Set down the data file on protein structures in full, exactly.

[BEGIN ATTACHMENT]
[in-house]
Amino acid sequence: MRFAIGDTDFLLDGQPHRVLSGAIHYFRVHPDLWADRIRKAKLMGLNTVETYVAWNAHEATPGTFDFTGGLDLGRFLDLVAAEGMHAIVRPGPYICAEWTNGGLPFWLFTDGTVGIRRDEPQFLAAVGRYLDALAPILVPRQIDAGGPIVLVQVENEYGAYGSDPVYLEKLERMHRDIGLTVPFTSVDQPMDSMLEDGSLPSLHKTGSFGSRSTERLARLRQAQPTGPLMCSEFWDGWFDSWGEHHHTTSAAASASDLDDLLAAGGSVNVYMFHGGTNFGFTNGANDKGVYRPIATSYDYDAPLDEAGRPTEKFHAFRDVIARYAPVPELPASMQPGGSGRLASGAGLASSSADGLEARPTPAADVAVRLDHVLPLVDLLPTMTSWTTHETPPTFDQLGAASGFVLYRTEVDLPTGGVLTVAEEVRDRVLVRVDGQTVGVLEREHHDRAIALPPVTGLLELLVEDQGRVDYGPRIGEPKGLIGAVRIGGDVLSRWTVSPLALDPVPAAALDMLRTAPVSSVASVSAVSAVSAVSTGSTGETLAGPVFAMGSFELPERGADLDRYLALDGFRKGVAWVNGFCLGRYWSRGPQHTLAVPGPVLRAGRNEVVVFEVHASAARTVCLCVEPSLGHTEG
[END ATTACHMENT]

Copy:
[in-house]
Amino acid sequence: MRFAIGDTDFLLDGQPHRVLSGAIHYFRVHPDLWADRIRKAKLMGLNTVETYVAWNAHEATPGTFDFTGGLDLGRFLDLVAAEGMHAIVRPGPYICAEWTNGGLPFWLFTDGTVGIRRDEPQFLAAVGRYLDALAPILVPRQIDAGGPIVLVQVENEYGAYGSDPVYLEKLERMHRDIGLTVPFTSVDQPMDSMLEDGSLPSLHKTGSFGSRSTERLARLRQAQPTGPLMCSEFWDGWFDSWGEHHHTTSAAASASDLDDLLAAGGSVNVYMFHGGTNFGFTNGANDKGVYRPIATSYDYDAPLDEAGRPTEKFHAFRDVIARYAPVPELPASMQPGGSGRLASGAGLASSSADGLEARPTPAADVAVRLDHVLPLVDLLPTMTSWTTHETPPTFDQLGAASGFVLYRTEVDLPTGGVLTVAEEVRDRVLVRVDGQTVGVLEREHHDRAIALPPVTGLLELLVEDQGRVDYGPRIGEPKGLIGAVRIGGDVLSRWTVSPLALDPVPAAALDMLRTAPVSSVASVSAVSAVSAVSTGSTGETLAGPVFAMGSFELPERGADLDRYLALDGFRKGVAWVNGFCLGRYWSRGPQHTLAVPGPVLRAGRNEVVVFEVHASAARTVCLCVEPSLGHTEG